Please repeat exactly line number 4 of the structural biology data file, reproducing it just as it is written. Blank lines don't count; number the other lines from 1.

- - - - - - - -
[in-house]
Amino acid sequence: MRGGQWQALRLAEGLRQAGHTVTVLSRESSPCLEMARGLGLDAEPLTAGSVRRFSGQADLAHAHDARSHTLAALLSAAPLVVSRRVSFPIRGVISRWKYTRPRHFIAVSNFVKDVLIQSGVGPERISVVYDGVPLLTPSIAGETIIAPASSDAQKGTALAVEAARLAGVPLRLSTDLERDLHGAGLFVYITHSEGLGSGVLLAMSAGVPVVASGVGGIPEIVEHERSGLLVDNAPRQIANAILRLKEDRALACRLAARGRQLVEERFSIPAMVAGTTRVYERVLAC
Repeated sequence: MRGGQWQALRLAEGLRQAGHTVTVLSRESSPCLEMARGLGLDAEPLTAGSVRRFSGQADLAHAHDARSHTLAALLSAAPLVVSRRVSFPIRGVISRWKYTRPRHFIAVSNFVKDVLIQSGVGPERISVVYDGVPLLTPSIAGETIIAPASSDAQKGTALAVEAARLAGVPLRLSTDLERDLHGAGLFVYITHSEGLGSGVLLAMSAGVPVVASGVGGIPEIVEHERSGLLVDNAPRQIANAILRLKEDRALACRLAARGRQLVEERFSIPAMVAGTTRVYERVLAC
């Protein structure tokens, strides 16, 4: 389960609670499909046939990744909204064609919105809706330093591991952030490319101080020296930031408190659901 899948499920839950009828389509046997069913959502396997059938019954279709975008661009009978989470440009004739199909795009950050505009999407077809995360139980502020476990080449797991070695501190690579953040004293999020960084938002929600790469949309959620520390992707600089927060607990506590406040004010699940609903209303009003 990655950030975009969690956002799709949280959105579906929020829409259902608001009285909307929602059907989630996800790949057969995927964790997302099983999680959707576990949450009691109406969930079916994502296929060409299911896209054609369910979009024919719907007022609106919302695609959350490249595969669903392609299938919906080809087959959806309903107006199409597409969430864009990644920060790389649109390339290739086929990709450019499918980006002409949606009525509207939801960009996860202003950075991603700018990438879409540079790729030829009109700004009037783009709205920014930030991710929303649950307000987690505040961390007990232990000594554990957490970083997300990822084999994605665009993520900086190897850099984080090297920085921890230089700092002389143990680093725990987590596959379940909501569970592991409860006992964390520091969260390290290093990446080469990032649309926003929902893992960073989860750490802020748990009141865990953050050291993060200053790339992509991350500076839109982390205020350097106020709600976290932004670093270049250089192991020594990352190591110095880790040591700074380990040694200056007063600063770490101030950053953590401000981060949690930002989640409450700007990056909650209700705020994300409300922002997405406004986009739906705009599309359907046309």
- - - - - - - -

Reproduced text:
């Protein structure tokens, strides 16, 4: 389960609670499909046939990744909204064609919105809706330093591991952030490319101080020296930031408190659901 899948499920839950009828389509046997069913959502396997059938019954279709975008661009009978989470440009004739199909795009950050505009999407077809995360139980502020476990080449797991070695501190690579953040004293999020960084938002929600790469949309959620520390992707600089927060607990506590406040004010699940609903209303009003 990655950030975009969690956002799709949280959105579906929020829409259902608001009285909307929602059907989630996800790949057969995927964790997302099983999680959707576990949450009691109406969930079916994502296929060409299911896209054609369910979009024919719907007022609106919302695609959350490249595969669903392609299938919906080809087959959806309903107006199409597409969430864009990644920060790389649109390339290739086929990709450019499918980006002409949606009525509207939801960009996860202003950075991603700018990438879409540079790729030829009109700004009037783009709205920014930030991710929303649950307000987690505040961390007990232990000594554990957490970083997300990822084999994605665009993520900086190897850099984080090297920085921890230089700092002389143990680093725990987590596959379940909501569970592991409860006992964390520091969260390290290093990446080469990032649309926003929902893992960073989860750490802020748990009141865990953050050291993060200053790339992509991350500076839109982390205020350097106020709600976290932004670093270049250089192991020594990352190591110095880790040591700074380990040694200056007063600063770490101030950053953590401000981060949690930002989640409450700007990056909650209700705020994300409300922002997405406004986009739906705009599309359907046309």